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3-min read

The French, Nazis and a War over the Rescue of France's Heavenly Drink Champagne

The Germans looted thousands of bottles from France, especially the most precious Salon, and stashed them away in hideaways like the Eagle's Nest.

Manu Remakant |

Updated:June 23, 2019, 10:41 AM IST
The French, Nazis and a War over the Rescue of France's Heavenly Drink Champagne
French Champagne is also more about quality than quantity (Image courtesy: AFP Relaxnews)

News18 Tippling Point

The battle was almost over. For the soldiers of the Allied forces, the very idea of treasures that the Nazis could have stashed away in remote corners was so irresistible that they didn't want to leave any stone unturned during their raids.

Finders keepers, that was the one policy that reigned those days of pandemonium.

So, on May 17, 1945, as they were scaling the Kehlstein mountain in the Bavarian Alps near Berchtesgaden, their hearts were thumping with anticipation and joy. Atop the mountain sat the Eagle's Nest, a chalet, which belonged to none other than Adolf Hitler (He got it as a birthday gift).

The soldiers knew that many Nazi strategies were drafted, chiselled and fine-tuned from this chalet at the top where they were heading to. Negotiating through tunnels, a few of the soldiers finally crested the mountain and broke into the Eagle's Nest from where they could survey the vast expanse of the country.

One of the few men who first got to the Eagle's Nest was Bernard de Nonancourt, a sergeant with the French army. Curious, standing before a steel door, Nonancourt blew it open with a round of shots. What did he see inside? Hundreds of precious bottles of Champagne which the Nazi soldiers had looted from the distilleries of France.

He took a vintage bottle and read the name - Salon. Nonancourt uncorked the bottle, took a sip, sloshing it for a while in his mouth, savouring its heavenly taste. He sighed. This is it. Someday, if this wine comes up for sale, he looked once again at the bottle while solemnly taking the vow, I will buy it.

It was no mere pipe dream of an ordinary sergeant who got a high, drinking champagne. But before we get back to Nonancourt again, let us dig deep to know why the Nazis went after Salon in the first place.

Eugène-Aimé Salon, a fur coat dealer at the beginning of the 20th century, had nothing to do with Champagne other than as a connoisseur until he decided one morning to create what he liked to drink. The genesis of a legend was that simple. He liked the taste of Chardonnay grapes at a time when the premium Champagnes went for the Pinot Noir.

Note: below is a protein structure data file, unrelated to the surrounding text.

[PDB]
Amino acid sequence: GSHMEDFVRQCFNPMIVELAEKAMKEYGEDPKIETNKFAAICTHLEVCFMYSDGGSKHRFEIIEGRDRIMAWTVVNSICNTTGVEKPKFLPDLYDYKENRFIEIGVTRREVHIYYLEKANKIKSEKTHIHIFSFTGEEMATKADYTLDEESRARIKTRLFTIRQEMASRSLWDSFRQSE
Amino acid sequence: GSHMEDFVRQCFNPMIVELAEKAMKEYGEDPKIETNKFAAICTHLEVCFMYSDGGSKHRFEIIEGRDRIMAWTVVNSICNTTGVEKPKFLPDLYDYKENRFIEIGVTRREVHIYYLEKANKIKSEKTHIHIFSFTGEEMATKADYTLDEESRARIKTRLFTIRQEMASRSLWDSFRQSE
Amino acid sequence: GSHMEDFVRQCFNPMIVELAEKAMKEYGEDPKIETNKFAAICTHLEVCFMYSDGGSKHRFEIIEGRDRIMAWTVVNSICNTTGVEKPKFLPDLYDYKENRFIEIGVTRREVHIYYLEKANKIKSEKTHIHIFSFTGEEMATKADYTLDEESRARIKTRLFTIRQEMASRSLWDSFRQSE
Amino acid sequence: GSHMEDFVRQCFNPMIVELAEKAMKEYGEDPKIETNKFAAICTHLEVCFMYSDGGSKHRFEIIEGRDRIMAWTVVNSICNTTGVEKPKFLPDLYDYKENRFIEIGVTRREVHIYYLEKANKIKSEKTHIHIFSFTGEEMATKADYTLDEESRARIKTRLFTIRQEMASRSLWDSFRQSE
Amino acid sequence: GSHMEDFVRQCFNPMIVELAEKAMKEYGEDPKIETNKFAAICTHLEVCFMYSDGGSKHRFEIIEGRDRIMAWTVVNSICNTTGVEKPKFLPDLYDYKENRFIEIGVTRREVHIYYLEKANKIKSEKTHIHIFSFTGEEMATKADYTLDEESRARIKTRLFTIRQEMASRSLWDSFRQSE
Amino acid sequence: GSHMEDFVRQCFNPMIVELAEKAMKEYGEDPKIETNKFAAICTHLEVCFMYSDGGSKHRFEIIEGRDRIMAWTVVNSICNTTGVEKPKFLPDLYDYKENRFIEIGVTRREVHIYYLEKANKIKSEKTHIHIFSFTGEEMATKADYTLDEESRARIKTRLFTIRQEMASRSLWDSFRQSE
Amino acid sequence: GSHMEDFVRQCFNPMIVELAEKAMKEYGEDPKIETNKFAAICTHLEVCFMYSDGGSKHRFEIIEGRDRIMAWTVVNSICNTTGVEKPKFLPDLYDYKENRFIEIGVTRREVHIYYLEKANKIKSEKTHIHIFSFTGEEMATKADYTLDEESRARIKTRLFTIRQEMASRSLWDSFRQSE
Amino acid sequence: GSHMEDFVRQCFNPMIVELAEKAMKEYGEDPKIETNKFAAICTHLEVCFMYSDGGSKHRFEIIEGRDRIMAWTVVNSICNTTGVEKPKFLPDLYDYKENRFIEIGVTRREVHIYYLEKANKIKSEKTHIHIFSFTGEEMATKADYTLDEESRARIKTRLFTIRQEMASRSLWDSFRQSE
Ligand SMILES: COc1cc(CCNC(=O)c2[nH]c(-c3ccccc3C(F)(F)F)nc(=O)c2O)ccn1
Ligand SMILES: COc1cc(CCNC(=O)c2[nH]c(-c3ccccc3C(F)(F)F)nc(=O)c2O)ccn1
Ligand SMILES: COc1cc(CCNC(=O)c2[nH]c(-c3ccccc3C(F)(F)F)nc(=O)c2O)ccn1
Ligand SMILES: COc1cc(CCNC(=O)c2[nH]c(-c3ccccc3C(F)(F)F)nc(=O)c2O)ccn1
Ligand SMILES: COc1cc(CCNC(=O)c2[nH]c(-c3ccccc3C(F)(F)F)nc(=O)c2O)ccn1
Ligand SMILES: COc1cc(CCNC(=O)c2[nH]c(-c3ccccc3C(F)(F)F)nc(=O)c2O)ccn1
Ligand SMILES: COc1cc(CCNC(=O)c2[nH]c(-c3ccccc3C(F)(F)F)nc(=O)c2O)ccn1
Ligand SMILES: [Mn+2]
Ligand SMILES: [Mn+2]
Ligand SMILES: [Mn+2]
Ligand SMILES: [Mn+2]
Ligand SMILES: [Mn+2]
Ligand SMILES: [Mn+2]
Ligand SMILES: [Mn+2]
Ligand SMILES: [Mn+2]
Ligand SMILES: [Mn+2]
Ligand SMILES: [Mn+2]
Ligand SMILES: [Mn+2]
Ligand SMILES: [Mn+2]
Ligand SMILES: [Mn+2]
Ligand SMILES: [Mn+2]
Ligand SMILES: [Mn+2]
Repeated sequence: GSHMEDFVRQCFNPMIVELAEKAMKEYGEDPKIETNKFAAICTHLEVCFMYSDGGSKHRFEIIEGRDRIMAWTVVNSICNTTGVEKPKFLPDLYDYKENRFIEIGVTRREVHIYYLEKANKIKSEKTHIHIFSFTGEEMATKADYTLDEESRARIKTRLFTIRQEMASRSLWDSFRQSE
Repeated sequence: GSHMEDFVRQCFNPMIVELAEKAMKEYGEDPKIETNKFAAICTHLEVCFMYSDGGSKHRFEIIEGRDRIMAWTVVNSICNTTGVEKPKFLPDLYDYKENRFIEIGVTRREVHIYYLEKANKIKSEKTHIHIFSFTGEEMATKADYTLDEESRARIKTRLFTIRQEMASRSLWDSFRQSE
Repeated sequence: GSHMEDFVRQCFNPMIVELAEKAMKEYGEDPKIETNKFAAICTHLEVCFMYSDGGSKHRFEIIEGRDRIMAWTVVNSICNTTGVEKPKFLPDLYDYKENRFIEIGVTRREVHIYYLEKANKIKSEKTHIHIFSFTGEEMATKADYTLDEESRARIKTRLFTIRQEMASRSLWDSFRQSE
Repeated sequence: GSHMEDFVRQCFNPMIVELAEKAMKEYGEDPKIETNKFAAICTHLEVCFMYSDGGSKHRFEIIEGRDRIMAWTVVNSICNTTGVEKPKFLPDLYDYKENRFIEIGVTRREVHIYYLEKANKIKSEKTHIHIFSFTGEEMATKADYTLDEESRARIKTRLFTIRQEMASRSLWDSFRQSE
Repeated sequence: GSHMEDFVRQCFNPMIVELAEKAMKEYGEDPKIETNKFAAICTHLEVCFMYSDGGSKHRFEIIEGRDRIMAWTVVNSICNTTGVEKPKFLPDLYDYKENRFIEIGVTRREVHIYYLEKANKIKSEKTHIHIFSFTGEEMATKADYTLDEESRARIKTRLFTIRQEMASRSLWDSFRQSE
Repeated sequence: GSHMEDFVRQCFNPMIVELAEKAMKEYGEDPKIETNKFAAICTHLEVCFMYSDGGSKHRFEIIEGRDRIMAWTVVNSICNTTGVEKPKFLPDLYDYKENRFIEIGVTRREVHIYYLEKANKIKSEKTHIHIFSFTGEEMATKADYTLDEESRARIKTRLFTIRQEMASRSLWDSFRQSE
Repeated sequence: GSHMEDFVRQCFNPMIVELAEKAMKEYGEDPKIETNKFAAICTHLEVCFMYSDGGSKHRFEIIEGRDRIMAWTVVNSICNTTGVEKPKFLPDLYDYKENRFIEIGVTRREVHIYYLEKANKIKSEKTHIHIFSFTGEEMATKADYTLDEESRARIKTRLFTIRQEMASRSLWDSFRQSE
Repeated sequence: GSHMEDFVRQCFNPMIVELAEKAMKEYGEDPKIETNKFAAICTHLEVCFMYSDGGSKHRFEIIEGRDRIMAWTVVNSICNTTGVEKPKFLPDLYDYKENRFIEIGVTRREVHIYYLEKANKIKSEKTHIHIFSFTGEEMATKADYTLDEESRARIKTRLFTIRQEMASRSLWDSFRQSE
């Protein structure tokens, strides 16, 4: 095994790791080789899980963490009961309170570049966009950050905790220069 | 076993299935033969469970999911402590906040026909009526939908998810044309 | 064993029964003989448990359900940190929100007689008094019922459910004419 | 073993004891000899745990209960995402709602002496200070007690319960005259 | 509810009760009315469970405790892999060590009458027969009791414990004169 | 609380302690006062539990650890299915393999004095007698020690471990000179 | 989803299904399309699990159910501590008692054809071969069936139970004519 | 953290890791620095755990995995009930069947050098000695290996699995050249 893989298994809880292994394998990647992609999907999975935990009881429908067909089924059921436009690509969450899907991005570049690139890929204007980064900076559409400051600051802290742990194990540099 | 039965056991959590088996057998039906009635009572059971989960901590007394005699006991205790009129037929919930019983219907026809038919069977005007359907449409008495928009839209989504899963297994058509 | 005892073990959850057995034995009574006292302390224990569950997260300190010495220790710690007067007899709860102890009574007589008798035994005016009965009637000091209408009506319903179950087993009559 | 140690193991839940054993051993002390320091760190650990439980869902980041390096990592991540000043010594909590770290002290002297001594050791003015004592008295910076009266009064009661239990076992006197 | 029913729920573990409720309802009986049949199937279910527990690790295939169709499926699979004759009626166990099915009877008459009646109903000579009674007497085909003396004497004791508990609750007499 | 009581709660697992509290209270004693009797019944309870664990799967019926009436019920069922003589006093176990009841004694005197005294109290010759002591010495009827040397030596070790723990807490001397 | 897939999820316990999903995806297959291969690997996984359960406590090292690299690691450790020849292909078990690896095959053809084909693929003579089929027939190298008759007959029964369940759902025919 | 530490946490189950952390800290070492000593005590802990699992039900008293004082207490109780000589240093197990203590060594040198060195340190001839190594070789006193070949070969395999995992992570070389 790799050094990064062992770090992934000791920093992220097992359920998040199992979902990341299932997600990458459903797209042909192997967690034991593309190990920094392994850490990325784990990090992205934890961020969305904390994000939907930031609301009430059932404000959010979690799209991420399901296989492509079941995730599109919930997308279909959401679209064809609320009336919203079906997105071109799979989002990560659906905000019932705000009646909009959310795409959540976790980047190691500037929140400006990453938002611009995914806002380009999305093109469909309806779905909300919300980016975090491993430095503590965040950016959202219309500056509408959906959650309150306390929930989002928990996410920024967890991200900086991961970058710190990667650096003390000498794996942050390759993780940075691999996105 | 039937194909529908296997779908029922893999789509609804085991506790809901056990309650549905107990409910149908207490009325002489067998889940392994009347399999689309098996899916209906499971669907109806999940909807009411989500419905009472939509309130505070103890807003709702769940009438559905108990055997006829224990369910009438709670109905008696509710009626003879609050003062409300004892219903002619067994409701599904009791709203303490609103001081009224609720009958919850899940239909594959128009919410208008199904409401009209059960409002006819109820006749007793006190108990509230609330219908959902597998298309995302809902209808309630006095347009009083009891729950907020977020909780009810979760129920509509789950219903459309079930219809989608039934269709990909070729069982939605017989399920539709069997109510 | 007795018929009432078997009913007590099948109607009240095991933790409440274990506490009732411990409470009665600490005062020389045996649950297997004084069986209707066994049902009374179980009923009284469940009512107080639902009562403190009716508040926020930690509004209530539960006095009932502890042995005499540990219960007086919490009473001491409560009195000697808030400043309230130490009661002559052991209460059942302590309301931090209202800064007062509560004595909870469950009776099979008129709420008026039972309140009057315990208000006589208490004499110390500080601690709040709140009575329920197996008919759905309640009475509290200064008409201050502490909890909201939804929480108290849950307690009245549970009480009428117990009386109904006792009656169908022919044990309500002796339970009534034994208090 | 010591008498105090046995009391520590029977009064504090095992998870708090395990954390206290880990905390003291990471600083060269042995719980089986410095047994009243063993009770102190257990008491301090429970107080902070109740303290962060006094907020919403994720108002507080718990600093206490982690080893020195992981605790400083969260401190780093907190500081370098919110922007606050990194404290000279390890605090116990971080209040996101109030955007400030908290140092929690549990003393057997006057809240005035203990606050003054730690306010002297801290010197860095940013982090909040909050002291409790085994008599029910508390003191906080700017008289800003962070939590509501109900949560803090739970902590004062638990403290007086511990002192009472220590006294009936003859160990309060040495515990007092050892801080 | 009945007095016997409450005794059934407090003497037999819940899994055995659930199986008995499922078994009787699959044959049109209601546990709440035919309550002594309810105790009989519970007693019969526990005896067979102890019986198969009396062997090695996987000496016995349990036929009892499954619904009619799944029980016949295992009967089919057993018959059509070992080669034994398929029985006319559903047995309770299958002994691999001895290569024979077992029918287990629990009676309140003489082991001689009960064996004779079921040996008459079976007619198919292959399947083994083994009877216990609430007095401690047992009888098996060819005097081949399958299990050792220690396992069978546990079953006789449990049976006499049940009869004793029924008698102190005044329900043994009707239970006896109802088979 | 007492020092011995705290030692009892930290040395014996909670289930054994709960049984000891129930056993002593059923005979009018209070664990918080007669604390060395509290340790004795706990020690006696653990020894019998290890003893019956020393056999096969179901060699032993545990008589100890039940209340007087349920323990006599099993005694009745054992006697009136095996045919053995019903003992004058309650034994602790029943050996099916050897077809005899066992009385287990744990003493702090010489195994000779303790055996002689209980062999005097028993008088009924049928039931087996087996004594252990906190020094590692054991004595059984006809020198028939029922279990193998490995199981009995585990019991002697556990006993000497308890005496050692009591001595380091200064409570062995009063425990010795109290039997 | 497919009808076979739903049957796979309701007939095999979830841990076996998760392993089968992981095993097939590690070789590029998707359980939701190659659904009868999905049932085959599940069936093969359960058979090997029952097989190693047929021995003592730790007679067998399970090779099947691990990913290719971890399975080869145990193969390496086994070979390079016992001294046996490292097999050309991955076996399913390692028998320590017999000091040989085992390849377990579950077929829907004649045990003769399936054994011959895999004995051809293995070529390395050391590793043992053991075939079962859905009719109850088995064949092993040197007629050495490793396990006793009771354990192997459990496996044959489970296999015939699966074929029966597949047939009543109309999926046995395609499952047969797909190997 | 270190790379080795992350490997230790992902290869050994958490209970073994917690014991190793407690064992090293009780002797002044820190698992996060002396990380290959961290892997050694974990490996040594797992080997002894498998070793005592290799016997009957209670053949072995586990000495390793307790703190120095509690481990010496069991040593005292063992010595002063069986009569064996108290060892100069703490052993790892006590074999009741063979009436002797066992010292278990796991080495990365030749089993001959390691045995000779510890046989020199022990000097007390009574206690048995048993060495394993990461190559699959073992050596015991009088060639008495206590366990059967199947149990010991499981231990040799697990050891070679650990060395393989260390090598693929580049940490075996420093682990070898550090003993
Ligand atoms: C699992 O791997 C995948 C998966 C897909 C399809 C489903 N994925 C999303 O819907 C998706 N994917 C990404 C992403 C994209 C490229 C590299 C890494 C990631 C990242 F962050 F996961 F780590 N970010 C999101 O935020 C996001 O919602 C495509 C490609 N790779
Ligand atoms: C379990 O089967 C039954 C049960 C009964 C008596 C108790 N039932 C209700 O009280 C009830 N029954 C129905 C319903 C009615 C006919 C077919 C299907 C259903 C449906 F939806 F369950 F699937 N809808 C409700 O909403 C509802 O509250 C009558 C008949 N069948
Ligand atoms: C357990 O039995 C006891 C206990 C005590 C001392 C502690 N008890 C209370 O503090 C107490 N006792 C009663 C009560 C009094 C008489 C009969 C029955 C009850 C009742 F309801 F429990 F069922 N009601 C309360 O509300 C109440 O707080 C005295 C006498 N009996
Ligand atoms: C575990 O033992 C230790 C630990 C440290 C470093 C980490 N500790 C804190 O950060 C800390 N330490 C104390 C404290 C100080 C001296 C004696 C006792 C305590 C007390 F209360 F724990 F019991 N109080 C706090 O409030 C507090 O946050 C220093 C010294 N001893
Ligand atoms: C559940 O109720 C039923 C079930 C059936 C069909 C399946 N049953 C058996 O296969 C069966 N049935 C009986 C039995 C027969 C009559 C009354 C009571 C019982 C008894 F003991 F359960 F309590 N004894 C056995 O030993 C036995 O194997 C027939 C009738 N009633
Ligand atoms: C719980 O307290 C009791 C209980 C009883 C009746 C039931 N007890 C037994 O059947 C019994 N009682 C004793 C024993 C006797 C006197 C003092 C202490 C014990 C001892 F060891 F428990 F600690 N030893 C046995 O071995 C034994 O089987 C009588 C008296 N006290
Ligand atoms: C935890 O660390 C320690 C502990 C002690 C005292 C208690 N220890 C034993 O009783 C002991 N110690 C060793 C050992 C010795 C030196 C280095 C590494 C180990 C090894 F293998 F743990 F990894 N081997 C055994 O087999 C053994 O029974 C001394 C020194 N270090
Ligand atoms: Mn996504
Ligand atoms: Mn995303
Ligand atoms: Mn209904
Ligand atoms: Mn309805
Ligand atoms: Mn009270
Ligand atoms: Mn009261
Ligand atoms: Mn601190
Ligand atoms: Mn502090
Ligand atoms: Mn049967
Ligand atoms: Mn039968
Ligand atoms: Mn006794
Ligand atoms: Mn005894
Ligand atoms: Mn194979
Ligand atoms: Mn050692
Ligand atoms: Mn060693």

Friends warned him that Chardonnay alone won't make the body of the drink and he, as was the usual practice, had to build it up with other grape varieties. An obstinate Salon said no, he would march to the music only he could hear. What Salon banked on blindly were his taste buds, intuition and imagination. He reasoned that the world would go after what he liked.

After testing the waters in 1905, he floated the Salon Champagne full scale in the year 1911. Soon with ingenious marketing techniques, the new drink scripted a fairy tale story out of itself.

So when the Germans looted the conquered country decades later, what they went after most eagerly was France's biggest treasure - Champagnes. They stole thousands of bottles, especially the most precious Salon, and stashed them away in hideaways like the Eagle's Nest (Hitler was but a teetotaller).

Now you must know that our Bernard de Nonancourt, whom we have seen breaking his way into the Fuehrer's secret cellar in the Eagle's nest was no ordinary soldier. When he took the vow that he would buy the Champagne he tasted if it ever came for sale, he meant it, he meant real business.

It was for avenging the death of his brother who got killed in a concentration camp that Nonencourt, who was already in the Champagne business, joined the Resistance movement. Once he saw his enemy perish and France freed from the shackles of German occupation, Nonancourt went back to his family business of Champagne.

In 1988, the Laurent-Perrier group (today the largest independent Champagne group), which Nonancourt led purchased the House of Champagne Delamotte and integrated it to the family.

In the same year, he took attention to Delamotte's neighbour with an interesting name - Salon.

It was put up for sale.

(Manu Remakant is a freelance writer who also runs a video blog - A Cup of Kavitha - introducing world poetry to Malayalees. Views expressed here are personal)

| Edited by: Ahona Sengupta
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